My latest area of focus has been the transformation of the support/assurance processes for a major company. The ultimate aim: instead of solving failures (incidents) when the customer calls, failures are avoided altogether by detecting situations leading to failures and proactively solving them before anything bad happens. As you can image, there are plenty of opportunities to implement machine learning analytics in this context. After many meetings with many specialists such as process engineers, business and data architects, data scientists and many other clever people, I truly see the possibility that the “process approach” may be on the way out.
OMG, where did the process go?
How could we possibly manage a company without processes? This is how it can happen.
The first stage towards a “process light” vision is to push the key decision-making within processes to machine learning algorithms. If x and y occurs, then do activity z. The benefits of doing this are huge: once implemented, you can basically keep on improving the decision-making over time, and thus the entire process, without having to change your front-ends, back-ends, activities, roles etc.
In a second stage, activities are broken down in ever smaller parts. The learning system is expanded to consider ever more data (relevant customer data, business interactions, diagnostic data, historical data etc.). At this point, the sourcing of data and building of analytics become ever more important. That’s where the energy and resources are invested. The result is an ever greater number of “process variants”. Each customer case is being handled differently to obtain the best possible result for the particular customer and circumstance.
This transformation, pushed to the extreme, can lead to a third stage where pre-defined activities don’t matter any more. Quite the contrary, in this new data driven decision-making context, each decision and task is tailored to a specific customer situation. The enterprise is freed from the constraints of traditional processes. Business efficiency and effectiveness isn’t driven by the optimization of tasks any more, but from the optimization of data sourcing and analytics.
In a data driven approach, business success is driven by mastery of data sourcing and analytics.
People working in the organization are not linked by common workflows and systems, but receive their instructions in a timely, case-by-case basis. Imagine employees simply receiving instructions via a chatbot on their PC, mobile phone, augmented reality devices or earphones! Processes and workflow systems disappear, replaced by a central big data & machine learning cluster. People and systems don’t make decisions – or guide the customer experience – based on “what has been defined in the process” but simply implement the instructions coming from the “central brain”.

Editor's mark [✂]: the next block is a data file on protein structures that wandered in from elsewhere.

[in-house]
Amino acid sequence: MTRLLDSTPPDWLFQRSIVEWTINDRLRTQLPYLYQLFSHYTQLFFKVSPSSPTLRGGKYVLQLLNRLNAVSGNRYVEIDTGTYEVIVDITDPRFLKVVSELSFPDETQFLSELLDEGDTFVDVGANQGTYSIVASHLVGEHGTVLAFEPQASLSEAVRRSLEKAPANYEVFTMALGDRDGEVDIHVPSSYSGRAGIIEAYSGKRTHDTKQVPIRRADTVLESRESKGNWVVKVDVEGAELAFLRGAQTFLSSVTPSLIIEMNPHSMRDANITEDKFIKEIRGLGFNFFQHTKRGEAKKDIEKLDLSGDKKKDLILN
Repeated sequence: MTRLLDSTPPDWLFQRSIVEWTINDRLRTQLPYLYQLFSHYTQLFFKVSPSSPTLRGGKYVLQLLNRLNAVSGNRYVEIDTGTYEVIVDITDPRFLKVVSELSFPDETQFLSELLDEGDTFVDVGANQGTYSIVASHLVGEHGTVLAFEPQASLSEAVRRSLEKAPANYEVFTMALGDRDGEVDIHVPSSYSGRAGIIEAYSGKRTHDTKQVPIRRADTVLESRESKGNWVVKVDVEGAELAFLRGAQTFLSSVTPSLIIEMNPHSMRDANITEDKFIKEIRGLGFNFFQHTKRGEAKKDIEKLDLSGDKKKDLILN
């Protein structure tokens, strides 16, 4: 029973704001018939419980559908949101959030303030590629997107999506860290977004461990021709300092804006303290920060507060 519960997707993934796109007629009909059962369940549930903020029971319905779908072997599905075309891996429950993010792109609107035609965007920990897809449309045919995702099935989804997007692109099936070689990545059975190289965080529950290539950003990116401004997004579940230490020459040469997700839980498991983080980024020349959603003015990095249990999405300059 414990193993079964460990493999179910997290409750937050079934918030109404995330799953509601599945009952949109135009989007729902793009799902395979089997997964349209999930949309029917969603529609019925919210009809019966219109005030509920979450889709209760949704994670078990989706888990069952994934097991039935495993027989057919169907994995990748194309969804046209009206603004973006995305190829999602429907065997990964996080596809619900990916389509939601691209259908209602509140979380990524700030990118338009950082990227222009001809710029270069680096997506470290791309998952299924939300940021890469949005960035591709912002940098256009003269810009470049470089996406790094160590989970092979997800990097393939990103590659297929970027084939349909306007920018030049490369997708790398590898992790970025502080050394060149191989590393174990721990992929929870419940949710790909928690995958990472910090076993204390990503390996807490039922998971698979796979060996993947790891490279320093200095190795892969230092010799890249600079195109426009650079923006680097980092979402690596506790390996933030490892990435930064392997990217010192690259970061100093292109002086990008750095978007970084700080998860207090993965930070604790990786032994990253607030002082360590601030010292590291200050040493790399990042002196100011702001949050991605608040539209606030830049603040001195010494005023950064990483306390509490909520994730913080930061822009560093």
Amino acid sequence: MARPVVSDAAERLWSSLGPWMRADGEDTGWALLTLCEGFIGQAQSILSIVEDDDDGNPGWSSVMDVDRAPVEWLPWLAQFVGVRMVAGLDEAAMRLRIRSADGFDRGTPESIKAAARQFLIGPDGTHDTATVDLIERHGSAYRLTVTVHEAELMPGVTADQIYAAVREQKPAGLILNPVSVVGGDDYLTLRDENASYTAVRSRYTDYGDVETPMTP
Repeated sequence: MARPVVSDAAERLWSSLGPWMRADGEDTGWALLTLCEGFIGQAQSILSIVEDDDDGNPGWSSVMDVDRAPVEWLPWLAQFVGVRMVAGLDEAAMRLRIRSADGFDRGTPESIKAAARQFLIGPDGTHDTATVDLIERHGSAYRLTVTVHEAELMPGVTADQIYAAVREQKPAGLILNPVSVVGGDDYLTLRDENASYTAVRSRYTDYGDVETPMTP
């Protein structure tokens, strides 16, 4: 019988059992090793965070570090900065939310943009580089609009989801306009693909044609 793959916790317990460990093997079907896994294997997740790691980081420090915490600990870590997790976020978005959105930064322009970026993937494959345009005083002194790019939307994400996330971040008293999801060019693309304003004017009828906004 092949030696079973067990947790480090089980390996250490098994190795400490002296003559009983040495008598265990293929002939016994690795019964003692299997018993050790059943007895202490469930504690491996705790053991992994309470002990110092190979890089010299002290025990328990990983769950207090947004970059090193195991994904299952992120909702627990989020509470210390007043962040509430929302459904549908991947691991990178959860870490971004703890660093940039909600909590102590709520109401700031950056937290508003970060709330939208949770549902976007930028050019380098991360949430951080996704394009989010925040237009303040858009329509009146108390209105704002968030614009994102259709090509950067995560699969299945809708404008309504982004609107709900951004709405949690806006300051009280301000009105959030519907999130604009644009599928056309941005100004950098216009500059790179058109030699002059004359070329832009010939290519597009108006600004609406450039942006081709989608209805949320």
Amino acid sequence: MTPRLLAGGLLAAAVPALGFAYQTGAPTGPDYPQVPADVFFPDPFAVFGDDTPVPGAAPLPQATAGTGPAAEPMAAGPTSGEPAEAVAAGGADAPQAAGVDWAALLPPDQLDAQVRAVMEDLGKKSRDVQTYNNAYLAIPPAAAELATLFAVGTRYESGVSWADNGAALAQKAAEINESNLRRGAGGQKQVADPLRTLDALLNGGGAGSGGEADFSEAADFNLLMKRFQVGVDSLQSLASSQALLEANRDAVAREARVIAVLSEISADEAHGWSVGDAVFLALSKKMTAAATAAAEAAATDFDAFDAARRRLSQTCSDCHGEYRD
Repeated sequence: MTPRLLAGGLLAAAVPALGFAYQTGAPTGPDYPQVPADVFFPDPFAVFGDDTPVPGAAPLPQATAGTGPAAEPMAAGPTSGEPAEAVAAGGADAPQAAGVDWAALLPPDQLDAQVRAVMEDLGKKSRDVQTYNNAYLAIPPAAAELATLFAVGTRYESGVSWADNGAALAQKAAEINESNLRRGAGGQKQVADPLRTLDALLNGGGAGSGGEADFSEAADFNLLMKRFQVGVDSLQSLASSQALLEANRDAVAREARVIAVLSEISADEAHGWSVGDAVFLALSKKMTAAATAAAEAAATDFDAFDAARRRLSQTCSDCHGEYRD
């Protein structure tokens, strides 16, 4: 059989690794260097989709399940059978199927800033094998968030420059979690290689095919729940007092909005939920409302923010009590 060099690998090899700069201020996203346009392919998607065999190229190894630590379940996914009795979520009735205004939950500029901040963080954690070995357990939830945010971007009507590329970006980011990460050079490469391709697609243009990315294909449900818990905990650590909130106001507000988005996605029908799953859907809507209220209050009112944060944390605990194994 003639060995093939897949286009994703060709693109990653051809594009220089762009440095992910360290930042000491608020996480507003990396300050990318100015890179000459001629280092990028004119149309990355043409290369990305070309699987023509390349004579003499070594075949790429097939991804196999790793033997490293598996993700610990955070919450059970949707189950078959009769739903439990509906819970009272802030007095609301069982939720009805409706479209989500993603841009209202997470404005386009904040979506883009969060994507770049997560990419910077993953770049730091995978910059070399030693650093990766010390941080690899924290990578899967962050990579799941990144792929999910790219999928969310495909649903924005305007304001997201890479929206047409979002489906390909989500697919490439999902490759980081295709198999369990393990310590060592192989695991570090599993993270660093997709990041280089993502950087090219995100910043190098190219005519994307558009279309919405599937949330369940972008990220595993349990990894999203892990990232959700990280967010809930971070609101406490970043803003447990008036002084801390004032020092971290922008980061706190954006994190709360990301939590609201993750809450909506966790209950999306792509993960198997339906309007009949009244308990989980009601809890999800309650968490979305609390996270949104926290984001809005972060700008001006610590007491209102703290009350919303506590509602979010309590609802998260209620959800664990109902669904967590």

The slow decline of the business process
Does this sound crazy and farfetched? My answer to that is yes and no.
On the “yes” side, I can testify to very concrete projects and results for the first two stages of the above described transformation. I can also attest to serious attempts being done to implement the third stage. Seeing is believing as they say.
On the “no” side, I can see barriers that slow down this transformation or make it uneconomical in certain cases. Setting up a big data cluster and a robust team of data scientists is a major undertaking that requires investments with many 000’s and over a long time. Furthermore, on the business side of things, creating new knowledge and integrating this knowledge into a customer experience is difficult and doesn’t happen overnight. It’s the result of a “learning journey” that is fraught with trial and error and incremental improvements. Another barrier is that replacing activity based processes by data driven instructions requires scale to work. It’s a valid approach for big companies with many customers in which some processes are repeated hundreds of times daily and for which a data trove can be collected and made available. Scale matters. The data driven approach is neither technically feasible nor economically viable for smaller organizations or units with small amounts of cases being handled every day.
My conclusion is this one. The vision of a centralized big data brain that pushes out timely “next best activity” instructions to multiple touchpoints via connected devices is definitely not farfetched any more. The transformations to get there have started in major companies. The attention and investment directed at such approaches will keep rising in the foreseeable future. This data & analytic approach to business management has the potential not only to improve processes but to replace them altogether. So be prepared to witness the slow but gradual disappearance of the business process in data driven enterprises.
The vision of a centralized big data brain that pushes out timely “next best activity” instructions to multiple touchpoints isn’t farfetched. The transformation to get there has started in many companies.